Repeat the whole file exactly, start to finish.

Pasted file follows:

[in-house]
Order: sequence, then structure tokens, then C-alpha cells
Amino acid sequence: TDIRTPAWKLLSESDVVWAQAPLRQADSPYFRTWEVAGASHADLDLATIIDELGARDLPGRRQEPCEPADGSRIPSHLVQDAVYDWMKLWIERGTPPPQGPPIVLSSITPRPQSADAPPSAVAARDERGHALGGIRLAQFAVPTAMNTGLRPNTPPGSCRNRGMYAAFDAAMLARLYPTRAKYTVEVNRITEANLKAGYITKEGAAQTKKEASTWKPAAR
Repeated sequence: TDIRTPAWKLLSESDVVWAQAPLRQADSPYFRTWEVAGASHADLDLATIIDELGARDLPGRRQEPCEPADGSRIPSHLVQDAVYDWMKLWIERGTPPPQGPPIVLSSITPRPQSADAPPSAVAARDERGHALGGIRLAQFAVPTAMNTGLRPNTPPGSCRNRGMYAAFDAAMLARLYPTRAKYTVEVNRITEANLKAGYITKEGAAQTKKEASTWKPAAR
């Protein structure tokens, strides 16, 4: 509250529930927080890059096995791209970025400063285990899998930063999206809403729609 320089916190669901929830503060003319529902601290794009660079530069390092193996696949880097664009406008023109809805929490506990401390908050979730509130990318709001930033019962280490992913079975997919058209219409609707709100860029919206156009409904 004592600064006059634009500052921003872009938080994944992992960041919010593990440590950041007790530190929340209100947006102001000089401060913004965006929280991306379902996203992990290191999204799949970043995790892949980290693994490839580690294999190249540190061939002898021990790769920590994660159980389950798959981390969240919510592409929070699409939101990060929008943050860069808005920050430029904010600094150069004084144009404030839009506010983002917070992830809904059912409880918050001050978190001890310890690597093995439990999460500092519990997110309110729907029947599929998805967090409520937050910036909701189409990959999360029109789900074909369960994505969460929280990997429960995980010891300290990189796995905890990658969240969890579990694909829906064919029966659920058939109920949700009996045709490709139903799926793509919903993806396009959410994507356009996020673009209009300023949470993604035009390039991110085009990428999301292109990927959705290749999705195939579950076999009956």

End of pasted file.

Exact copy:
[in-house]
Order: sequence, then structure tokens, then C-alpha cells
Amino acid sequence: TDIRTPAWKLLSESDVVWAQAPLRQADSPYFRTWEVAGASHADLDLATIIDELGARDLPGRRQEPCEPADGSRIPSHLVQDAVYDWMKLWIERGTPPPQGPPIVLSSITPRPQSADAPPSAVAARDERGHALGGIRLAQFAVPTAMNTGLRPNTPPGSCRNRGMYAAFDAAMLARLYPTRAKYTVEVNRITEANLKAGYITKEGAAQTKKEASTWKPAAR
Repeated sequence: TDIRTPAWKLLSESDVVWAQAPLRQADSPYFRTWEVAGASHADLDLATIIDELGARDLPGRRQEPCEPADGSRIPSHLVQDAVYDWMKLWIERGTPPPQGPPIVLSSITPRPQSADAPPSAVAARDERGHALGGIRLAQFAVPTAMNTGLRPNTPPGSCRNRGMYAAFDAAMLARLYPTRAKYTVEVNRITEANLKAGYITKEGAAQTKKEASTWKPAAR
């Protein structure tokens, strides 16, 4: 509250529930927080890059096995791209970025400063285990899998930063999206809403729609 320089916190669901929830503060003319529902601290794009660079530069390092193996696949880097664009406008023109809805929490506990401390908050979730509130990318709001930033019962280490992913079975997919058209219409609707709100860029919206156009409904 004592600064006059634009500052921003872009938080994944992992960041919010593990440590950041007790530190929340209100947006102001000089401060913004965006929280991306379902996203992990290191999204799949970043995790892949980290693994490839580690294999190249540190061939002898021990790769920590994660159980389950798959981390969240919510592409929070699409939101990060929008943050860069808005920050430029904010600094150069004084144009404030839009506010983002917070992830809904059912409880918050001050978190001890310890690597093995439990999460500092519990997110309110729907029947599929998805967090409520937050910036909701189409990959999360029109789900074909369960994505969460929280990997429960995980010891300290990189796995905890990658969240969890579990694909829906064919029966659920058939109920949700009996045709490709139903799926793509919903993806396009959410994507356009996020673009209009300023949470993604035009390039991110085009990428999301292109990927959705290749999705195939579950076999009956």